The Prayer of the Guilty

Posted under The Rectory Bulletin

Have mercy on me, O God, according to your steadfast love; according to your abundant mercy blot out my transgressions. Wash me thoroughly from my iniquity, and cleanse me from my sin! (Psalm 51:1–2)

King David has committed adultery and caused the death of an innocent man. He has been brought up short by a prophet, and come to realise his wrongdoing. He now turns to God in prayer, composed as a Psalm, and in so doing gives us an example of how we might approach God in our own sin.

The king begins by pleading for mercy. There is no rush to self-justification, or attempt to excuse his behaviour. His guilt is there for all to see, and he knows there is no other course he can take. He knows that God has often demonstrated his “steadfast love” and so he comes to him as a penitent seeking mercy, and seeking it with hope. He prays that his sin, great though it is, might be blotted out. He throws himself upon the grace-filled mercy of God.

He then prays for more. Such is the stain of guilt upon him that he desires a through washing, a cleansing from such a sin as that which he had committed. There is no attempt to minimise his actions, rather he views himself with horror and seeks relief from the only one who can grant it.

It is a spiritual rule of thumb that the greater the sense of sin, the greater the experience of mercy. So it is that David’s experience of God’s love drives him to seek God’s forgiveness. There is a lesson in this for us all. Guilt is only dealt with on your knees.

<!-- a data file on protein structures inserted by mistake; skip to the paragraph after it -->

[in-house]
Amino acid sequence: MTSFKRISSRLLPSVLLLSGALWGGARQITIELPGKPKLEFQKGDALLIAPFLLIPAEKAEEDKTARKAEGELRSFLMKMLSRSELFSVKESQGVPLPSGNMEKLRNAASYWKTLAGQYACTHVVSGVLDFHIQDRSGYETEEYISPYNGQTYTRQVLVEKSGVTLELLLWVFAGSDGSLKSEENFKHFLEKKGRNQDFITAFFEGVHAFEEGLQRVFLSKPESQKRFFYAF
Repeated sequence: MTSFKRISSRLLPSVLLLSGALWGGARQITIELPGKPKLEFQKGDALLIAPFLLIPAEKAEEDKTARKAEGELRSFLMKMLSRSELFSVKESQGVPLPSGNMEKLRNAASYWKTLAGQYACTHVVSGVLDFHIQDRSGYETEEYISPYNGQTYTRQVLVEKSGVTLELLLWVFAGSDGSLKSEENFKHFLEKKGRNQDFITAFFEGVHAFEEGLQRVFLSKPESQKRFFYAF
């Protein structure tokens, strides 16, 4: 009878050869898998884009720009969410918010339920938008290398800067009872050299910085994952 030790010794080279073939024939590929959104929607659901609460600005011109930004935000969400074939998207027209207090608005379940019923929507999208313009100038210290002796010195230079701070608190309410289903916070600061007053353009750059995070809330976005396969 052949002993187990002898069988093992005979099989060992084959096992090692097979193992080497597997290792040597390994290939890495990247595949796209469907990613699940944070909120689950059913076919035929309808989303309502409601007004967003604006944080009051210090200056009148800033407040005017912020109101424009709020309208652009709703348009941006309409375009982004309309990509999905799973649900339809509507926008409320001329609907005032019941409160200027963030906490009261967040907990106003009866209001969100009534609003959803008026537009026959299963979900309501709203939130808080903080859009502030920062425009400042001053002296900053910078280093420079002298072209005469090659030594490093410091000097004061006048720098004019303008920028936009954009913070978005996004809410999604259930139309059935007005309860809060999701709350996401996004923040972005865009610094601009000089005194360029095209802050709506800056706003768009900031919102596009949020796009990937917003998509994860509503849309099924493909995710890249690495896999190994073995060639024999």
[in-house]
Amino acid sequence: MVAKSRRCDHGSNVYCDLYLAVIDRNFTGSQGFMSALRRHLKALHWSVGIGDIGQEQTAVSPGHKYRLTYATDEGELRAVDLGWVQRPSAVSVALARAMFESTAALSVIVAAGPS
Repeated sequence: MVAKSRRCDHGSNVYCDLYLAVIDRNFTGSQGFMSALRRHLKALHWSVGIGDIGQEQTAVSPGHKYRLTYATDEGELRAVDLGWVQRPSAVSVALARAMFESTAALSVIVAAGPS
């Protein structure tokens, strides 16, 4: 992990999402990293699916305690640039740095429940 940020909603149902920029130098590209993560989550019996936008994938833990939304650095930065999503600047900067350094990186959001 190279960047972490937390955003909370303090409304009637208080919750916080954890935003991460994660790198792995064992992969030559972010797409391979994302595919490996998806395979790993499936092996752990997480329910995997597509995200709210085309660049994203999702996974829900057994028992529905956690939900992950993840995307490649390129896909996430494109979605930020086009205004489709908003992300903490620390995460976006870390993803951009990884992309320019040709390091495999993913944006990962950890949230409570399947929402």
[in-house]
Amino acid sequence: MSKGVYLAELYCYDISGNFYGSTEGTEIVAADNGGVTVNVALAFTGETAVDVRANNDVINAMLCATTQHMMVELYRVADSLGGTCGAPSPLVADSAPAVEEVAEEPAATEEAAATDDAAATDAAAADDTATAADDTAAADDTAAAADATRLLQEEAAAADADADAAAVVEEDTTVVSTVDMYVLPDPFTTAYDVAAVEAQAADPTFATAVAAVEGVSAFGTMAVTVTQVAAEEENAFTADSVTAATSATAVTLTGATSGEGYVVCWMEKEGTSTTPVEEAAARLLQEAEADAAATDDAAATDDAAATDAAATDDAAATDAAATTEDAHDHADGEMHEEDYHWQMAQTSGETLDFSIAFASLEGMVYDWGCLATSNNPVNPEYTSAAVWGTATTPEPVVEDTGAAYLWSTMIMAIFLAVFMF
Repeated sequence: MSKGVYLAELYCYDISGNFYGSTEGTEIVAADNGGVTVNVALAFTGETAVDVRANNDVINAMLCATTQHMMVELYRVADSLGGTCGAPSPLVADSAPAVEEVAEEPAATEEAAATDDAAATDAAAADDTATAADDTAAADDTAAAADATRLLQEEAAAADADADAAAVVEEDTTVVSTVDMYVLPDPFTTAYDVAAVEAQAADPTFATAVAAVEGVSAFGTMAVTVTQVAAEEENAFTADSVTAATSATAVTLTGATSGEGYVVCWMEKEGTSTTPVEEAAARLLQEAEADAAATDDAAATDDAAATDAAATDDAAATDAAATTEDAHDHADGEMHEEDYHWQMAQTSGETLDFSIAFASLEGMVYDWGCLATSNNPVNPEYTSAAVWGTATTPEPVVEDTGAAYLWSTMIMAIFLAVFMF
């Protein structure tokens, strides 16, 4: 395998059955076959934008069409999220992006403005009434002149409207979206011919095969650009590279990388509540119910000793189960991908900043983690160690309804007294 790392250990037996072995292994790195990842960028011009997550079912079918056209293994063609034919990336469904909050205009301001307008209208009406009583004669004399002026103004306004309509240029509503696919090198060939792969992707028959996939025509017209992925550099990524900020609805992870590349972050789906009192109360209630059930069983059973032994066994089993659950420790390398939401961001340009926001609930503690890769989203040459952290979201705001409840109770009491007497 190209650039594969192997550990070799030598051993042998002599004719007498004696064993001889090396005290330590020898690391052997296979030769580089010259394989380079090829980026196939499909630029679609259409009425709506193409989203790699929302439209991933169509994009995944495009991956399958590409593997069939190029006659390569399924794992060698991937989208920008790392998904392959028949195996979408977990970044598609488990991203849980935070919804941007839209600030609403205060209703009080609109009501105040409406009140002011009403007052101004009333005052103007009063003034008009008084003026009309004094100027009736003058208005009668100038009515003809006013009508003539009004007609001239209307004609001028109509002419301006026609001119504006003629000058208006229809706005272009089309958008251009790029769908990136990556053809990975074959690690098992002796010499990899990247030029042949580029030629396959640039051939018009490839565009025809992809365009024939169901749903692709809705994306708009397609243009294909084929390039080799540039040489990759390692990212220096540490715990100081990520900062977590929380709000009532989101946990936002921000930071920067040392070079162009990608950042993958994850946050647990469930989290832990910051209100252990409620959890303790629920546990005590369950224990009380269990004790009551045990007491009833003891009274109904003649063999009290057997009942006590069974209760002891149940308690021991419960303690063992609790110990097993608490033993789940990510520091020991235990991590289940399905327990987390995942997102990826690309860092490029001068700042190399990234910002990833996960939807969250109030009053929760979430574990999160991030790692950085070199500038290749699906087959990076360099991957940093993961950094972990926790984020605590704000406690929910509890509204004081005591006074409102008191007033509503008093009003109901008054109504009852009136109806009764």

“Therefore I will judge you, O house of Israel, every one according to his ways, declares the Lord GOD. Repent and turn from all your transgressions, lest iniquity be your ruin. Cast away from you all the transgressions that you have committed, and make yourselves a new heart and a new spirit! (Ezekiel 18:30 - 31) - God is neither unjust nor unmerciful. We are fairly judged according to our deeds, and against the standards he has clearly set out in the scriptures. Yet we always, always have the chance to “turn and live”. God desires the death of no-one, but rather to be reconciled.

Dirk Willems

Jesus answered, “The most important is, ‘Hear, O Israel: The Lord our God, the Lord is one. And you shall love the Lord your God with all your heart and with all your soul and with all your mind and with all your strength.” (Mark 12:29-30) - In the spring of 1596, Dirk Willems was fleeing from prison. He’d knotted rags together to make a makeshift rope and lowered himself down onto the moat of the prison. The temperature was low, and the water was capped with ice, so the prisoner raced off. A “thief-catcher” was in pursuit.

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